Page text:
The World Economic Forum’s annual Global Risk Report is a highly regarded look at the most significant risks facing business (and, well, all of us!). The forum, reporting on hundreds of survey responses from around the world, identified the following as the Top 10 Global Risks for 2014:
- Fiscal crises in key economies
- Structurally high unemployment and underemployment
- Water crises
- Severe income disparity
- Failure of climate change mitigation and adaptation
- Greater incidence of extreme weather events (e.g., floods, storms, fires)
- Global governance failure
- Food crises
- Failure of a major financial mechanism or institution
- Profound political and social instability
The forum’s findings are both obvious and a little startling. Questions about our natural environment abound, as risks such as water crises, failure of climate change mitigation and adaptation, greater incidence of extreme weather and food crises reveal. Plus financial risks remain a reverberating echo of the 2008 crisis (fiscal crises in key economies, structurally high unemployment and underemployment, severe income disparity and failure of a major financial mechanism institution).
In both instances, there is an obviousness to their prominent inclusion on the list. Indeed, I might note that political and social instability might register as well, for though there are numerous reasons unrest can occur, who could fail to notice that environmental and financial concerns are playing a role in many of the great social and political issues of our time? What is startling about this – upon a moment’s reflection – is the realization that there is a strange disconnection between risk and our response to those risks.
I should note that sitting among these risks is what might be called a response risk: global governance failure. This may explain why our ability to actually address the other risks is so challenging. Simply put, we are presently unable to find governance structures of sufficient scope and depth to match the global risks we face. I might go so far as to call this mismatch the dilemma of our age.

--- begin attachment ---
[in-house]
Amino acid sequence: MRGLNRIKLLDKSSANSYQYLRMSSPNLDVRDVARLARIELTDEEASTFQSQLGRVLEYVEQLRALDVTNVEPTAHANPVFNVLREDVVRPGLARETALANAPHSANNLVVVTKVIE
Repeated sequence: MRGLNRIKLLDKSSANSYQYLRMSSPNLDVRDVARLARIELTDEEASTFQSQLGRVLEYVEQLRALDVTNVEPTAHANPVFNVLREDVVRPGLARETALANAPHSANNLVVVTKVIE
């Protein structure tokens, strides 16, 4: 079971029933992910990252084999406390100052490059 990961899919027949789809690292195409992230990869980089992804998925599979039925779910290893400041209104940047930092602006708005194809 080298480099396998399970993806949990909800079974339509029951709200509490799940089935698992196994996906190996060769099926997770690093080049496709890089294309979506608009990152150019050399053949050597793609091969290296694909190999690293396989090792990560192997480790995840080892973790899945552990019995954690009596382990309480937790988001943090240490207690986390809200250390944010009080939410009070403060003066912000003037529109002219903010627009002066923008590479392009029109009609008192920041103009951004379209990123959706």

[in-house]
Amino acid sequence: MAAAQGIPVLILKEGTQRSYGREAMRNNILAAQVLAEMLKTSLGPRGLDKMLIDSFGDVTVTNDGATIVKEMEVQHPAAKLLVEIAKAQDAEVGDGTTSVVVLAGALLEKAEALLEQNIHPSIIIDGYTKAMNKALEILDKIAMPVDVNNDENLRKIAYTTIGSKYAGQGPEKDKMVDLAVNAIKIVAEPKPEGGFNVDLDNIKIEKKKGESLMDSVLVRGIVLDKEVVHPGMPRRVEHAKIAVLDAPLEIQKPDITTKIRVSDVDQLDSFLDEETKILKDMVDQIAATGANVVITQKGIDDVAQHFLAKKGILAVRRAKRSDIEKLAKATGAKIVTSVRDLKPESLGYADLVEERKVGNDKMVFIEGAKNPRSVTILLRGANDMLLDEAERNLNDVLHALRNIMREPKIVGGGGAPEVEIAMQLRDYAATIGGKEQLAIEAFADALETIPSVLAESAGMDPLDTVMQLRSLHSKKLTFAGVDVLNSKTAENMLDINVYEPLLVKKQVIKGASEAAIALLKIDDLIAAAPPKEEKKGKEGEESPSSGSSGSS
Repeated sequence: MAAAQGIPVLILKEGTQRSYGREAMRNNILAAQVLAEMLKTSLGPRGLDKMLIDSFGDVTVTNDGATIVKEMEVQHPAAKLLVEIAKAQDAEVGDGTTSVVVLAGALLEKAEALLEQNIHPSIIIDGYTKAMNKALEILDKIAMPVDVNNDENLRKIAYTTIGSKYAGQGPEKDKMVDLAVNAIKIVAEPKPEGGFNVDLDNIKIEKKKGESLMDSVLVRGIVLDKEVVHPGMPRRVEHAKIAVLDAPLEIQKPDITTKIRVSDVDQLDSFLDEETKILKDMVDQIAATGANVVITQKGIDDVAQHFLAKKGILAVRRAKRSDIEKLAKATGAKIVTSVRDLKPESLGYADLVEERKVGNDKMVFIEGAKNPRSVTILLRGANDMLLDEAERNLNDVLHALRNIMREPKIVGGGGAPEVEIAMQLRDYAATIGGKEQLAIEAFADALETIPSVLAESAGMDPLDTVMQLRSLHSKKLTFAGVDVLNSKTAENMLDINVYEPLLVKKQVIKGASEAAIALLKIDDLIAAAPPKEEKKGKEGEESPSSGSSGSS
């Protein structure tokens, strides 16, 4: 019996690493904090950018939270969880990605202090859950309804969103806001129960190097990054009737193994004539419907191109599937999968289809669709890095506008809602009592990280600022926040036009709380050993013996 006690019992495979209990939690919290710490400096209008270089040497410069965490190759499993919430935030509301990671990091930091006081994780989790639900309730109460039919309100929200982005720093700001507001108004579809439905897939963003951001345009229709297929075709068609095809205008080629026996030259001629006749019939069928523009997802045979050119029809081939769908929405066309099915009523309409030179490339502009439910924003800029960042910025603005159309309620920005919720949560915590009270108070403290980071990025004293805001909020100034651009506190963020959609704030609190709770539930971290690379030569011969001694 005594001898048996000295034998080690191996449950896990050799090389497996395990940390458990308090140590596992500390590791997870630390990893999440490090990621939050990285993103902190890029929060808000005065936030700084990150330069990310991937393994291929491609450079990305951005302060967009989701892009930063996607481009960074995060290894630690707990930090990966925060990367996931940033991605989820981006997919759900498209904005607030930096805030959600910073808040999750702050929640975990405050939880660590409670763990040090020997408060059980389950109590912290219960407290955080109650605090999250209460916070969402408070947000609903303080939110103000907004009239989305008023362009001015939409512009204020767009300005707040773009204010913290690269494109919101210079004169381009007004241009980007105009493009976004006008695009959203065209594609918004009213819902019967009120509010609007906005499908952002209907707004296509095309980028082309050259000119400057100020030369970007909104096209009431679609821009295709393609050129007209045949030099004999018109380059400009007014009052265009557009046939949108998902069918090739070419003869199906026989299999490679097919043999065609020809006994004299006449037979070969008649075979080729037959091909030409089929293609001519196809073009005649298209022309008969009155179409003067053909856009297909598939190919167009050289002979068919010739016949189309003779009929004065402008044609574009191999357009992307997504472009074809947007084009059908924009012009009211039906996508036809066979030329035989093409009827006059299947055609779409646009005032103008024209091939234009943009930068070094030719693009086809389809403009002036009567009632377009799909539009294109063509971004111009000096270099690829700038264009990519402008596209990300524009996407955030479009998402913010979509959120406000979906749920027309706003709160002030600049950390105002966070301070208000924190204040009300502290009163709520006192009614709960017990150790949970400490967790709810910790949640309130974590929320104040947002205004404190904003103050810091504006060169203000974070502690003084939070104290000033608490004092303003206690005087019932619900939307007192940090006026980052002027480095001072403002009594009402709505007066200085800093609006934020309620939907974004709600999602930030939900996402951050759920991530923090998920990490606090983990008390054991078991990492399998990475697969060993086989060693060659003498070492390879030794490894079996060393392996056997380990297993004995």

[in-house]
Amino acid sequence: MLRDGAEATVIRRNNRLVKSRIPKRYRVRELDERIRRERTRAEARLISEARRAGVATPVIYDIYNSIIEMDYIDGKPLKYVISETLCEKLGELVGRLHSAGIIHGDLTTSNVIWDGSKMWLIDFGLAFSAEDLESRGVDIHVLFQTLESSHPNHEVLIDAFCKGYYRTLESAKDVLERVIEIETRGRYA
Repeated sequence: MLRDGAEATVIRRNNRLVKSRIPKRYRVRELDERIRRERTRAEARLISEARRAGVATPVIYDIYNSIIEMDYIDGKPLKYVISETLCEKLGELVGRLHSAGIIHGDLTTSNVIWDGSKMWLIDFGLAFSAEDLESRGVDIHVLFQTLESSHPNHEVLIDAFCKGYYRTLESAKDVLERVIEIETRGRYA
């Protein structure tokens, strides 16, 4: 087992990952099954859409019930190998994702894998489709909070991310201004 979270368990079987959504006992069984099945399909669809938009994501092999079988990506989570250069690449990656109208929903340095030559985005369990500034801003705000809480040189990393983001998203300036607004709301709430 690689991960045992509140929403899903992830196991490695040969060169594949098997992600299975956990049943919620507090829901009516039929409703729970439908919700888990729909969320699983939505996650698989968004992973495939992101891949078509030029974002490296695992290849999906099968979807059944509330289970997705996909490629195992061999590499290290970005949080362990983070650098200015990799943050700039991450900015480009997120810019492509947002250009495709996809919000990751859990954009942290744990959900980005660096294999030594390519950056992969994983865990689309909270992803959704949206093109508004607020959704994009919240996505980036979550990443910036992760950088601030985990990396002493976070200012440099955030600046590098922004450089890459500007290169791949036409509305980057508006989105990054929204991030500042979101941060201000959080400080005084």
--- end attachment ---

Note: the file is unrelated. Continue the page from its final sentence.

I want to offer a slightly more academic comment on all this. In risk management parlance, the use of the term “global risks” can sometimes cause confusion because the scope of such risks need not necessarily be truly global. The Mountain Pine Beetle epidemic in the western United States is an example of a non-global global risk. The category of global risks connotes a set of risks that are wide ranging in impact and tend to feature interconnectivity as a key attribute. The implication is that these risks are not addressable in isolation, nor can they be managed without collaboration and cooperation.
Collaboration and cooperation – there’s the rub! Absent seamless global regulations and governance systems, these global risks cannot be fully addressed, let alone successfully managed.
The phenomenon of global risks is one of the striking reasons the concept of Risk Leadership (contrasted with Risk Management) has arisen as a subject of interest in the last few
years. The word “leadership” – in this context – is meant to signify that managerial acumen is not the primary asset in addressing these risks. Rather, individuals hoping to play a role in addressing global risks will have to better understand the range of skills, abilities and knowledge necessary to envision, inspire, communicate, persuade and influence – that is, to lead. As often noted, one of the fundamental challenges for risk management today is that it has moved from purely a collection of technical functions (insurance buying, health and safety, financial risks, security) to a more general function. That is, it has much more to do with leadership than with management alone, and it is never more the case than with global risks.
That is the problem; what can be done about it? As reported in the last issue of B. magazine, the Opus College of Business has launched a Risk Leadership project with Copenhagen Business School to better understand the risk leadership phenomenon, not only in global settings but also in corporate settings where the wide span of risk exposure means that leadership (rather than just managerial) skills are very much in demand.
Additionally, May 29-June 7, 2015, will see the next offering of the management course Global Risk Leadership, which will take MBA students to London to meet global thought leaders dealing with global risk issues, including climate change, sustainability, food and water security, global systems and leading in times of crisis. While the participating MBA students may not discover all the answers during a short sojourn to a global capital, the journey itself is, perhaps, illustrative of the types of collaborative and cooperative experiences we must offer to prepare the next generation of leaders for tackling global risks.
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